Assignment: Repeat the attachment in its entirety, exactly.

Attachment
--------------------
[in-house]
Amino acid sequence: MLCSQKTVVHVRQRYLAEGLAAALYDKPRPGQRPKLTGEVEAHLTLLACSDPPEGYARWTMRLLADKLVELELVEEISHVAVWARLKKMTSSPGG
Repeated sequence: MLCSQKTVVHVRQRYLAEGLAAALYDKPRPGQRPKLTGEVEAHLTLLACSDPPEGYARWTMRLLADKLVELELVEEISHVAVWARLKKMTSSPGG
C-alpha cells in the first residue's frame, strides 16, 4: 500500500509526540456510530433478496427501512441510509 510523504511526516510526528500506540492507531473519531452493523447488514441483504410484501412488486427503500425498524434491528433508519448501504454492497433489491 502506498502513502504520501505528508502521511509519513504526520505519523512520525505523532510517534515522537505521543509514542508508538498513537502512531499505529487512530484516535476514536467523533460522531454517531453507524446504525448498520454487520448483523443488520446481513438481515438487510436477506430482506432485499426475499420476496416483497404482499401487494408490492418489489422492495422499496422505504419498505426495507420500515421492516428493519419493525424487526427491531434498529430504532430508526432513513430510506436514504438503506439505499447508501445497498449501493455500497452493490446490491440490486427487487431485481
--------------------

[in-house]
Amino acid sequence: MLCSQKTVVHVRQRYLAEGLAAALYDKPRPGQRPKLTGEVEAHLTLLACSDPPEGYARWTMRLLADKLVELELVEEISHVAVWARLKKMTSSPGG
Repeated sequence: MLCSQKTVVHVRQRYLAEGLAAALYDKPRPGQRPKLTGEVEAHLTLLACSDPPEGYARWTMRLLADKLVELELVEEISHVAVWARLKKMTSSPGG
C-alpha cells in the first residue's frame, strides 16, 4: 500500500509526540456510530433478496427501512441510509 510523504511526516510526528500506540492507531473519531452493523447488514441483504410484501412488486427503500425498524434491528433508519448501504454492497433489491 502506498502513502504520501505528508502521511509519513504526520505519523512520525505523532510517534515522537505521543509514542508508538498513537502512531499505529487512530484516535476514536467523533460522531454517531453507524446504525448498520454487520448483523443488520446481513438481515438487510436477506430482506432485499426475499420476496416483497404482499401487494408490492418489489422492495422499496422505504419498505426495507420500515421492516428493519419493525424487526427491531434498529430504532430508526432513513430510506436514504438503506439505499447508501445497498449501493455500497452493490446490491440490486427487487431485481